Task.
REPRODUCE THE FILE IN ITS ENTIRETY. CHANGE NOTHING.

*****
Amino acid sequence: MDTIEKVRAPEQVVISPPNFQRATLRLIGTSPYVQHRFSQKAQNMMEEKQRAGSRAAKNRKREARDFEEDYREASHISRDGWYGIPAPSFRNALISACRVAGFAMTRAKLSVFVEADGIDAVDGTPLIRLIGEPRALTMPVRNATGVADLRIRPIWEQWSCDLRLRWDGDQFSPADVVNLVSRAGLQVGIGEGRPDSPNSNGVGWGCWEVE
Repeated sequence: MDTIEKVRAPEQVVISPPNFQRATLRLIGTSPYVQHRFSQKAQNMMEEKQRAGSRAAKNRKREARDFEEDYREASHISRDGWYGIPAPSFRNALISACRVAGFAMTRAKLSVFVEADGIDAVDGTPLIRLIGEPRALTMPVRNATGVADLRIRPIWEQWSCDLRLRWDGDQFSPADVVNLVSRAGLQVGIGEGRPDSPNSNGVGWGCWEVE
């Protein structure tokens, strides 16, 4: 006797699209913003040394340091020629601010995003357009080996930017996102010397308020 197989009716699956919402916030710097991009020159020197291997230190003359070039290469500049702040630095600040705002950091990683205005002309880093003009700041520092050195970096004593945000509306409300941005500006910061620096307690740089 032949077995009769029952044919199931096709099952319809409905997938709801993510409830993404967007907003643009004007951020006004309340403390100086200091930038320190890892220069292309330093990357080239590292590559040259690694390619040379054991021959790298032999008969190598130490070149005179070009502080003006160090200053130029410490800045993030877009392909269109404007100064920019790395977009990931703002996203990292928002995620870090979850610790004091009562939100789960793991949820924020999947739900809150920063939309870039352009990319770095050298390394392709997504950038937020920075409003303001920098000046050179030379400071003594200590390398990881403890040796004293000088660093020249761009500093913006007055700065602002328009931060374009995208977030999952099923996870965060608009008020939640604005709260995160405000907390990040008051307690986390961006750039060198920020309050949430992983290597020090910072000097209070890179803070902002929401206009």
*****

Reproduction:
Amino acid sequence: MDTIEKVRAPEQVVISPPNFQRATLRLIGTSPYVQHRFSQKAQNMMEEKQRAGSRAAKNRKREARDFEEDYREASHISRDGWYGIPAPSFRNALISACRVAGFAMTRAKLSVFVEADGIDAVDGTPLIRLIGEPRALTMPVRNATGVADLRIRPIWEQWSCDLRLRWDGDQFSPADVVNLVSRAGLQVGIGEGRPDSPNSNGVGWGCWEVE
Repeated sequence: MDTIEKVRAPEQVVISPPNFQRATLRLIGTSPYVQHRFSQKAQNMMEEKQRAGSRAAKNRKREARDFEEDYREASHISRDGWYGIPAPSFRNALISACRVAGFAMTRAKLSVFVEADGIDAVDGTPLIRLIGEPRALTMPVRNATGVADLRIRPIWEQWSCDLRLRWDGDQFSPADVVNLVSRAGLQVGIGEGRPDSPNSNGVGWGCWEVE
């Protein structure tokens, strides 16, 4: 006797699209913003040394340091020629601010995003357009080996930017996102010397308020 197989009716699956919402916030710097991009020159020197291997230190003359070039290469500049702040630095600040705002950091990683205005002309880093003009700041520092050195970096004593945000509306409300941005500006910061620096307690740089 032949077995009769029952044919199931096709099952319809409905997938709801993510409830993404967007907003643009004007951020006004309340403390100086200091930038320190890892220069292309330093990357080239590292590559040259690694390619040379054991021959790298032999008969190598130490070149005179070009502080003006160090200053130029410490800045993030877009392909269109404007100064920019790395977009990931703002996203990292928002995620870090979850610790004091009562939100789960793991949820924020999947739900809150920063939309870039352009990319770095050298390394392709997504950038937020920075409003303001920098000046050179030379400071003594200590390398990881403890040796004293000088660093020249761009500093913006007055700065602002328009931060374009995208977030999952099923996870965060608009008020939640604005709260995160405000907390990040008051307690986390961006750039060198920020309050949430992983290597020090910072000097209070890179803070902002929401206009």